He further described receiving a call from a “police organization” warning him that people who opposed Martin’s parole planned to use the IG’s fraud hotline to submit anonymous complaints in an effort to block Martin’s release. Martin, who served 40 years for the killing, was released in June.

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Brian Moran, Northam’s secretary of public safety and homeland security, told Westfall during the meeting he thought the IG’s office was being used as a “political tool” and maintained the parole board had done nothing wrong.

Moran chastised Westfall, saying of the Martin report: “You yourself have acknowledged that this is significant, this was in the press. And then just to write this in the way it was written knowing how it would be received and the disservice it would be on the parole board and us — I don’t know how you can defend that, Mike.”

Westfall, who said in the meeting that he stood by the report, responded: “We didn’t think it would be in the press. If it was up to us it wouldn’t be in the press.”

The IG’s office has found a pattern of potentially long-running problems related to victim and prosecutor notifications. The administration has generally characterized them as minor. Many of the decisions that triggered complaints were made amid a push to get eligible inmates out of crowded prisons as the coronavirus pandemic worsened last spring.

After the meeting, Westfall can be heard saying to colleagues that the clash with the administration might lead “to me getting a new job against my will.”

A spokeswoman for the IG’s office declined comment.

The lead investigator in the parole board matter, Jennifer Moschetti, was part of the meeting. She declined comment through her attorney, Tim Anderson.

Moschetti, who was recently fired, sought to come forward as a whistleblower by providing lawmakers with documents of what she alleged was wrongdoing related to the investigation. She also filed a lawsuit against Westfall after being initially put on leave from her job. She alleged in her suit, since dropped, that the meeting was intended to intimidate Westfall and other investigators.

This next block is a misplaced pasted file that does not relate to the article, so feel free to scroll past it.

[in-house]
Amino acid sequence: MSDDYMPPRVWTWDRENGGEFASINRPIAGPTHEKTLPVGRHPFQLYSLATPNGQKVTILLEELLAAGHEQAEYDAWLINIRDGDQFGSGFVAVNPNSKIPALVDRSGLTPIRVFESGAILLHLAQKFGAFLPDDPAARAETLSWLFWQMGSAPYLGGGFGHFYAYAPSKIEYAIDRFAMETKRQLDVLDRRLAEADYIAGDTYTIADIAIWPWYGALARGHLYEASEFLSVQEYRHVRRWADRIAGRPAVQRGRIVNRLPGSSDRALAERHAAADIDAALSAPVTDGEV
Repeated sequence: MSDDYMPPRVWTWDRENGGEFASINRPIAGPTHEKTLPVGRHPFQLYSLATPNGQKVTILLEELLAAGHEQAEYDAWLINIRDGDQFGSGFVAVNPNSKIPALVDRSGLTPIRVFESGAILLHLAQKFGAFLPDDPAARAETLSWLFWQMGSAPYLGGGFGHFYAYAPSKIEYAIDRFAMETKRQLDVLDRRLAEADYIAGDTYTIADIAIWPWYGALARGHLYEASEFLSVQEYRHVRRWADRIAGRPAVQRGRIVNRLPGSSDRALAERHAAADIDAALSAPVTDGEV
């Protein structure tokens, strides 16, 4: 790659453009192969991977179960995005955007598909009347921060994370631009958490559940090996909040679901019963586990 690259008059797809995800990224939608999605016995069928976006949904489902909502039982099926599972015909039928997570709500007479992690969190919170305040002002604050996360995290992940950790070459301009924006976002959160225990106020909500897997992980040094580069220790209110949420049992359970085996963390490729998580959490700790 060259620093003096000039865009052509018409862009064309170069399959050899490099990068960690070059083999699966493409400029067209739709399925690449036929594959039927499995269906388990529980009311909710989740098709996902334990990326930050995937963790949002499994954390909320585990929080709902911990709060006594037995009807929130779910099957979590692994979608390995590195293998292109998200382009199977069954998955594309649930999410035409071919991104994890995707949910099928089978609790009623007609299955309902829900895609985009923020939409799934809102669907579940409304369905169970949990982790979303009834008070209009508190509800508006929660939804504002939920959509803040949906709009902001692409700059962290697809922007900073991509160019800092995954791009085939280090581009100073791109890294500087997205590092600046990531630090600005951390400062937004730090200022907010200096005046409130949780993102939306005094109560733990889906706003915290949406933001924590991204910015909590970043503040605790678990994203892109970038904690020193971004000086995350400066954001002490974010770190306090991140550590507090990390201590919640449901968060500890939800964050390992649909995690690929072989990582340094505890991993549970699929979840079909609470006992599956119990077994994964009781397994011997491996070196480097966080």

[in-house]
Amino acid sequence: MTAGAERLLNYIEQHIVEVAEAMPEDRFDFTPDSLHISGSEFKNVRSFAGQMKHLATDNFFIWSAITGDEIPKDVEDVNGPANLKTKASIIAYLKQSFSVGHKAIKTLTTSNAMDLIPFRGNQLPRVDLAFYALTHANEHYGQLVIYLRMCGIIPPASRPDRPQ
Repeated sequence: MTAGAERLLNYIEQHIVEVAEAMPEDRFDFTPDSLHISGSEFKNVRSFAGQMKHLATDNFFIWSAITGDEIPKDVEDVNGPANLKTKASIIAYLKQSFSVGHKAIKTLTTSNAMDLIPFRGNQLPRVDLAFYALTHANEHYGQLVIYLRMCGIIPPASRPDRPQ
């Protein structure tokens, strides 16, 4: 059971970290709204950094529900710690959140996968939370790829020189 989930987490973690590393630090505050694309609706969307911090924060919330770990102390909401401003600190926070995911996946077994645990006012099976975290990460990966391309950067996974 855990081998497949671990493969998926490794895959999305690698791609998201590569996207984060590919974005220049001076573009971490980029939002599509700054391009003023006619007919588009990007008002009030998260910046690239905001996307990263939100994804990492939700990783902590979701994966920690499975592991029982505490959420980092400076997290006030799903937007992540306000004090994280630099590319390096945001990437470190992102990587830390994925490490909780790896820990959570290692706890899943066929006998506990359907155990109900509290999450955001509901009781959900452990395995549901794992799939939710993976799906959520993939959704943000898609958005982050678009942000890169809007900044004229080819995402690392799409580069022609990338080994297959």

Most of the meeting was spent sparring over the Martin report, which was almost entirely redacted when reporters first requested it under public records requests. When GOP lawmakers released it, it made clear the IG had found problems.

Last month, news outlets obtained a longer draft report in the Martin case that contained more critical conclusions and allegations about errors made in the case. The reasons for the changes in that document have not been fully explained.

The meeting suggests the governor’s administration had no knowledge of the longer version of the Martin report, as Westfall previously attested.

Lawmakers recently approved funds for an outside probe of the IG’s handling of the matter.

On Monday, GOP lawmakers repeated their call for a fuller legislative investigation. Republican Senate leaders in a joint statement called the recording “deeply disappointing and disturbing,” saying the administration was focused only on “how the facts revealed by that report would make them look.”

Democratic Sen. Scott Surovell said Monday that “the whole thing smells like a political hit” and that for Republicans: “It’s the last gasp of the tough-on-crime movement asserting themselves.”